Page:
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MMIS 542 : Ethical and Legal Concerns for Information-Intensive Systems

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Last approved: Wed, 20 Jan 2016 14:11:58 GMT

Last edit: Wed, 20 Jan 2016 14:11:57 GMT

College of Business (WBUAD)
Ethical and Legal Concerns for Information-Intensive Systems
In exploiting organizational information systems and technologies that support a small or larger enterprise, managers will need to understand the controversies that comprise the field of cyber ethics, which examines the ethical, moral, legal, and social issues involving the use of information and information technology. This course will explore the roles and responsibilities of computer/IT professionals in developing safe and reliable computing capabilities under the category of professional ethical and legal considerations. The broader social and ethical concerns associated with information technology are examined under topics such as privacy, security, crime, intellectual property and internet regulation. Prerequisites: MMIS 501 and MMIS 502, or approval of the Program Chair

The pace of innovation in information technologies brings new opportunities to businesses, organizations, individuals and governments every day; but each opportunity may also bring with it new ethical, moral and legal concerns. These new ways of using and misusing information can have both direct and subtle impacts on privacy and security, whether at the personal, organizational or national level. And as more and more individuals, businesses and government activities move further into the clouds, more and more violations of law and ethics are perceived to occur. This course examines these issues, and helps the student make the business and ethical case for doing the right things in the right ways.

After completing this course, a student will be able to: Understand the fundamental ethical issues pertaining to the use and misuse of information, information systems and information technologies. Examine the roles that classic and contemporary ethical theories play in the analysis of ethical issues involving information systems. Describe what is meant by professional ethics, code of ethics, standards of moral responsibility and accountability in the information, computing and IT professions, and how these should apply in systems as they pertain to systems safety issues. Explain the potential and real conflicts between information privacy and data protection interests, and national / homeland security intelligence and surveillance needs. Describe criminal activities involving information systems and technologies, and the more important legal and jurisdictional issues that pertain to investigating and prosecuting cybercrimes. Describe the ethical issues regarding intellectual property, open source or public domain intellectual property, fair use, and the needs of societies and rights holders to protect intellectual property. Assess how the competing agendas of systems security, intellectual property rights protection, and individual freedoms complicate the regulation and growth of the Internet and the services it supports.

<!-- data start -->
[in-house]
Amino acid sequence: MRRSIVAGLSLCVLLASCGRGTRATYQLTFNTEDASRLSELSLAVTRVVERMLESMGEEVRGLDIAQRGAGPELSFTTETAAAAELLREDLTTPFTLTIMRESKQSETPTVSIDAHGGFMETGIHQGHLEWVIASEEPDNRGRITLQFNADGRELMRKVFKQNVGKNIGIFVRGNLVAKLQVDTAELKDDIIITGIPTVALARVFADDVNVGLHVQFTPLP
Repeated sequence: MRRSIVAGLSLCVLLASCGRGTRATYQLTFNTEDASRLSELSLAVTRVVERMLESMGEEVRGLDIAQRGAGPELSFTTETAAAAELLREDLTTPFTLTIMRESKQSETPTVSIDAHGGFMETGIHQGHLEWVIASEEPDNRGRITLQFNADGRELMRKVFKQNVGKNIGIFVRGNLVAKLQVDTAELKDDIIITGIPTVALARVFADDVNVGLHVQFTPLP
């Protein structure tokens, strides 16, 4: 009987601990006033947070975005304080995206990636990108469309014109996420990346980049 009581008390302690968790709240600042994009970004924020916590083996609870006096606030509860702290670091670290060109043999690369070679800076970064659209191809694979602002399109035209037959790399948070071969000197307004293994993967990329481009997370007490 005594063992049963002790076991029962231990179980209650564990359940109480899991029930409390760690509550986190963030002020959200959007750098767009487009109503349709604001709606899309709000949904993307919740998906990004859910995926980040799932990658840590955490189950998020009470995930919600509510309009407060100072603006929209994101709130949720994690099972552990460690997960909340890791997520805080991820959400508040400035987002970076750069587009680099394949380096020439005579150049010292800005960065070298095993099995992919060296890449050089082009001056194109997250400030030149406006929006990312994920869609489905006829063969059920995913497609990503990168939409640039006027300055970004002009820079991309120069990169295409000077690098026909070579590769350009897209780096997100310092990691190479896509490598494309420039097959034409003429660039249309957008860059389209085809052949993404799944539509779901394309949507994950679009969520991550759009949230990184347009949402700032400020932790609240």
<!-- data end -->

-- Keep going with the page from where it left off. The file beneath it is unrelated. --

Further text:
Located on the Daytona Beach Campus, the Jack R. Hunt Library is the primary library for all students of the Worldwide Campus. The Chief Academic Officer strongly recommends that every faculty member, where appropriate, require all students in his or her classes to access the Hunt Library or a comparable college-level local library for research. The results of this research can be used for class projects such as research papers, group discussion, or individual presentations. Students should feel comfortable with using the resources of the library. 

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Written assignments must be formatted in accordance with the current edition of the Publication Manual of the American Psychological Association (APA) unless otherwise instructed in individual assignments.

ActivityPercent of Grade
Input Grading Item100

Undergraduate Grade Scale

90 - 100% A
80 - 89% B
70 - 79% C
60 - 69% D
0 - 60% F

Graduate Grade Scale

90 - 100% A
80 - 89% B
70 - 79% C
0 - 69% F
Dr. Jim West - 2/24/2015
Lela Halawi - 2/24/2015
Aaron Glassman - 2/24/2015
Bobby McMasters
1-5 Master of Science in Management Information Systems 1. Understand the role of information and knowledge in organizations, and how to apply information management and knowledge management principles and techniques to support the accomplishment of organizational goals and objectives.
2. Use the principles of quality management to implement continuous business process improvements that achieve information systems’ reliability and robustness in sustainable ways.
3. Understand and apply systems engineering principles to the requirements analysis, design, development, implementation and operational support of organizational information and knowledge management systems.
4. Integrate various ethical, legal, technological and professional perspectives, both local and global, throughout the various MIS decision making and managerial and leadership processes.
5. Lead and manage the various aspects of information and knowledge management, stewardship and governance within a variety of organizational and mission contexts.
Key: 360